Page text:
Justin Mclean introduces the Open Source Hardware, its communication protocols (RF, ZigBee, WiFi, Bluetooth) and the software/API layer (HTTP, WebSockets, Can Bus, COAPI and MQTT) used.
Julien Vermillard discusses challenges in IoT security regarding hardware, upgrade, transport, credentials, and cloud.
Melissa Pierce discusses the history and present of CS culture, gender relations, and tensions between hardware and software engineering.
Tore Martin Hagen shares from his experience on how to compile and build software for multiple hardware platforms.
Andreas Olofsson reviews the history of processors and outlines some of the challenges ahead, introducing project Parallella meant to speed up the transition to massively parallel computing.
Kathryn S. McKinley discusses research approaches and results that abstract, choose, and exploit hardware heterogeneity providing computational power at low energy consumption levels.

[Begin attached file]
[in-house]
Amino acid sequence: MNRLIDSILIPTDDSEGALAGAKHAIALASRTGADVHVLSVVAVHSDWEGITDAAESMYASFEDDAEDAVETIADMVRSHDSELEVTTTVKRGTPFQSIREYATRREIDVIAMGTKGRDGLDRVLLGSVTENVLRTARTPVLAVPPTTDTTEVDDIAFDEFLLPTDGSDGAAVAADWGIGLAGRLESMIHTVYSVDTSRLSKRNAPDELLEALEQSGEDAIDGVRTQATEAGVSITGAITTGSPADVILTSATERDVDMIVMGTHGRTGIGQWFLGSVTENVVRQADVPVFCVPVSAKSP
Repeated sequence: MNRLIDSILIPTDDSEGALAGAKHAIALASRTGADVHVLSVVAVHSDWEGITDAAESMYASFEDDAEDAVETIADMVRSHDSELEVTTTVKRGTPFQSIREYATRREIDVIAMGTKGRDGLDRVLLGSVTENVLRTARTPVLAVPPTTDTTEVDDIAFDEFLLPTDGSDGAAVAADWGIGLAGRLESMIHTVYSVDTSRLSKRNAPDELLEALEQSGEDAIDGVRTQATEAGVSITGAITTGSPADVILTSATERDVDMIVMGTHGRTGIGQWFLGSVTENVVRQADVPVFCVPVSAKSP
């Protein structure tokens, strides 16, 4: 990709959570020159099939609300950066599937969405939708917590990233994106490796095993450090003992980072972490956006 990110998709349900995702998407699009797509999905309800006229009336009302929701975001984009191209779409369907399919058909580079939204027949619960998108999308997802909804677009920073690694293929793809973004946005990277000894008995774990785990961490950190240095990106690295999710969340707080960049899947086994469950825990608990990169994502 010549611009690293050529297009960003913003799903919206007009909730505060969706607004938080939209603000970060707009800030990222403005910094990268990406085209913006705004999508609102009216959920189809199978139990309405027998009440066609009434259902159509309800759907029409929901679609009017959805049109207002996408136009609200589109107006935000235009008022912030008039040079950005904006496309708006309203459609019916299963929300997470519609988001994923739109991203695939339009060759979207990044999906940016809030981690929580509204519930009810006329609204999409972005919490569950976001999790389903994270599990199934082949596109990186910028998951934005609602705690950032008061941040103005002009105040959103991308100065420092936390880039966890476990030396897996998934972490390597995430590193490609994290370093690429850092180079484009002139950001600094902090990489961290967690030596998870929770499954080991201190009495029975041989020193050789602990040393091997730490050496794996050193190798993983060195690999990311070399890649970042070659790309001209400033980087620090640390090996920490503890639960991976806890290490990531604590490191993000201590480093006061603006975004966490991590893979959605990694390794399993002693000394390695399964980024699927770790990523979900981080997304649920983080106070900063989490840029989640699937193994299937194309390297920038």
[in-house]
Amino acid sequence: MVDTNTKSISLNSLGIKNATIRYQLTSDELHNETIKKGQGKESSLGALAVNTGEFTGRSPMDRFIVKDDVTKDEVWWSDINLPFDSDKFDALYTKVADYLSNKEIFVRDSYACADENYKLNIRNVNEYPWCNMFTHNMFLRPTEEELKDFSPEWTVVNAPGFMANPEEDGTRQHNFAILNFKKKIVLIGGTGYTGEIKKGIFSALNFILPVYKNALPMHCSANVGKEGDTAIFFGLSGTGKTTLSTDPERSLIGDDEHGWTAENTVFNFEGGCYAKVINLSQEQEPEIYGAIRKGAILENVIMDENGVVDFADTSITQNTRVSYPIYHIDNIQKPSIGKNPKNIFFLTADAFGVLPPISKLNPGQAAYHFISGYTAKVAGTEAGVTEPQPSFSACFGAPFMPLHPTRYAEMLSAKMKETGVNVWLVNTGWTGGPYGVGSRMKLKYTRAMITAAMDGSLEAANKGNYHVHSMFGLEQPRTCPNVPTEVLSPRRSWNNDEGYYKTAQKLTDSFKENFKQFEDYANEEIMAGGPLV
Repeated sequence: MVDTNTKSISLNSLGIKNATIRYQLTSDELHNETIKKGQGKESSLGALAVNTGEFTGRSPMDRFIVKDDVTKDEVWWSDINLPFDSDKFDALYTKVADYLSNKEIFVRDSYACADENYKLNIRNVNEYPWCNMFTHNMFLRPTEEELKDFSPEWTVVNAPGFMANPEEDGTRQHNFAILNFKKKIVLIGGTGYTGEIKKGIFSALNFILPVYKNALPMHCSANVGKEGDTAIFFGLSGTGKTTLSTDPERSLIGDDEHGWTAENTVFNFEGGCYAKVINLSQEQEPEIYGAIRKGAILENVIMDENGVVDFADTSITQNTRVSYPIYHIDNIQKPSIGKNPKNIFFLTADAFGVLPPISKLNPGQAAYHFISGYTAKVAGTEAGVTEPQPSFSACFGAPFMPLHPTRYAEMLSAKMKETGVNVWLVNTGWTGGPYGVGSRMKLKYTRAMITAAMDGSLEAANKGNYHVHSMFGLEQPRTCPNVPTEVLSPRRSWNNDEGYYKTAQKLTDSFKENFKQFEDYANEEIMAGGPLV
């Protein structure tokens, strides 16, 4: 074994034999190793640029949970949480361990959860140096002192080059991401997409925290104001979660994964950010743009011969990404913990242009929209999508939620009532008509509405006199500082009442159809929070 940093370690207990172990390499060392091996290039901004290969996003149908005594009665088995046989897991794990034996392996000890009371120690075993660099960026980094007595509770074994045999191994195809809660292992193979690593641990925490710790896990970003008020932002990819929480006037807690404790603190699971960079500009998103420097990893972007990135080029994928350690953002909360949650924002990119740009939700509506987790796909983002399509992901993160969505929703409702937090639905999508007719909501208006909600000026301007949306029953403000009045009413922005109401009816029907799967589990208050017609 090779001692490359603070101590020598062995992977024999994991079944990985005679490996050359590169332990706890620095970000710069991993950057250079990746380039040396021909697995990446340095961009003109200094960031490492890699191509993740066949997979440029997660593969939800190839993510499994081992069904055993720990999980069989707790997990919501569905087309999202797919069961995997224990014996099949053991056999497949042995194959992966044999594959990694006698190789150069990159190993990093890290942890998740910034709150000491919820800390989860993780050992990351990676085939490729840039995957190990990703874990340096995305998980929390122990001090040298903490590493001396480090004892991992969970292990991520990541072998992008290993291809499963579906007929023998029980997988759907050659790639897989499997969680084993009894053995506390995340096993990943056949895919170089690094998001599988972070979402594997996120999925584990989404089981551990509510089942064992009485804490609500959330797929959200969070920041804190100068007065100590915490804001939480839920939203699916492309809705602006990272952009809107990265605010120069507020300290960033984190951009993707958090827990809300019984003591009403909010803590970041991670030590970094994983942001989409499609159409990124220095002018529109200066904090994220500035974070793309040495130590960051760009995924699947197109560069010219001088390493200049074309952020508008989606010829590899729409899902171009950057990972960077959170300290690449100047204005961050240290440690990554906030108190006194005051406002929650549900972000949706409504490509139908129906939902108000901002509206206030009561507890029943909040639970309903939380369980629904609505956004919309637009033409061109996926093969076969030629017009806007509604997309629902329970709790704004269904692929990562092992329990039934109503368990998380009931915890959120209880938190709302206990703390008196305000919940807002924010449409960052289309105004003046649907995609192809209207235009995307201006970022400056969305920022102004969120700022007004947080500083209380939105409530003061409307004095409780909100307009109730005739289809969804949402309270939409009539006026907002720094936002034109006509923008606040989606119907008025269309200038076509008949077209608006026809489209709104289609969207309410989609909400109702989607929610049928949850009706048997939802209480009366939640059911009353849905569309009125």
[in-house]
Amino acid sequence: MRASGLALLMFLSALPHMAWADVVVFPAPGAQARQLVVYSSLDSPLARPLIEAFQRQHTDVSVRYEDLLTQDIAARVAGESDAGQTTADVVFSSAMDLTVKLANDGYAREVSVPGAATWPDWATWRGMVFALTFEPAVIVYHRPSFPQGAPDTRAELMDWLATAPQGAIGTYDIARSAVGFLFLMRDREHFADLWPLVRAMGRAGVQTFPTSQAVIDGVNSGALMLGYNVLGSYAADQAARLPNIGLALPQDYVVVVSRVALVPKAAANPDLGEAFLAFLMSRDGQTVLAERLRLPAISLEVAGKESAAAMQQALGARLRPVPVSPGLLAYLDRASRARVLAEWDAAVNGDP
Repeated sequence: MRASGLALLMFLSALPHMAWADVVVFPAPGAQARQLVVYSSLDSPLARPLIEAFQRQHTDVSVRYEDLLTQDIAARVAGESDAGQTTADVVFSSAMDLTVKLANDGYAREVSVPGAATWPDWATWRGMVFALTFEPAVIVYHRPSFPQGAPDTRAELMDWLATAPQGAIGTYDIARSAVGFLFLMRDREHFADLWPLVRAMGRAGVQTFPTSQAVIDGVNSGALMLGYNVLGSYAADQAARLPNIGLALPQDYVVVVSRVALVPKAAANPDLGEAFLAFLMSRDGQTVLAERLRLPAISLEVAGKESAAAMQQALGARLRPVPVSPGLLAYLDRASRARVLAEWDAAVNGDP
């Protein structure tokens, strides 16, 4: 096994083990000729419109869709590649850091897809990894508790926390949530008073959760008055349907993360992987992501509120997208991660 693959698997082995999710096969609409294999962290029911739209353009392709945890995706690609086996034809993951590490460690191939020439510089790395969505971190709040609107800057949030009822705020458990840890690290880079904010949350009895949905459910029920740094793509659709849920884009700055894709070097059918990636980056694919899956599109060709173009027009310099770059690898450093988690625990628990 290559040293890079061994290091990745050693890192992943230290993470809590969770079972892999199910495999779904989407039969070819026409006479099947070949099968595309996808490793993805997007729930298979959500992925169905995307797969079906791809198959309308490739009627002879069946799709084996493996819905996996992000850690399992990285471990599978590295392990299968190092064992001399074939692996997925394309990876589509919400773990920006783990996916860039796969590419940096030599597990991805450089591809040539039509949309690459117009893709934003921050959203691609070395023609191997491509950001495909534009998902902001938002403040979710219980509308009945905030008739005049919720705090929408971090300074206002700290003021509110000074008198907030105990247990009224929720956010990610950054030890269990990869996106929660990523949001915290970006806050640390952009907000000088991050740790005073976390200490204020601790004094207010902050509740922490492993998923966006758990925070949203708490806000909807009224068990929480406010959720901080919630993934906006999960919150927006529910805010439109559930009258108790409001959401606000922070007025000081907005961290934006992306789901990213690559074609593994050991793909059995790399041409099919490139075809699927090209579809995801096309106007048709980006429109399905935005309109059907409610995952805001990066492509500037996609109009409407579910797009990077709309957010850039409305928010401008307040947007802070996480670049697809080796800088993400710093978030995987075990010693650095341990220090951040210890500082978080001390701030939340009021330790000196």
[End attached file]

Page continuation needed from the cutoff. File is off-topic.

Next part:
Chuck Moore discusses coding techniques for power savings: tight coding to minimize the number of instructions executed, reducing instruction fetches, transistor switching, and duty cycle.
David Greenberg introduces Piplin, a DSL that allows a subset of Clojure to be automatically converted into a hardware description, which can then be placed onto an FPGA or made into a silicon chip.
Romilly Cocking explains how to make Pi interact with the outside world, from flashing LEDs to autonomous robots, with examples of how to connect to lights, motors, and sensors.
Ted Hayes discusses WiFi, XBee and their associated network topologies, and demoes controlling a networked pong game with a physical joystick using Node.js.
Martin Thompson and Michael Barker explain how Intel x86_64 processors and their memory model work along with low-level techniques that help creating lock-free software.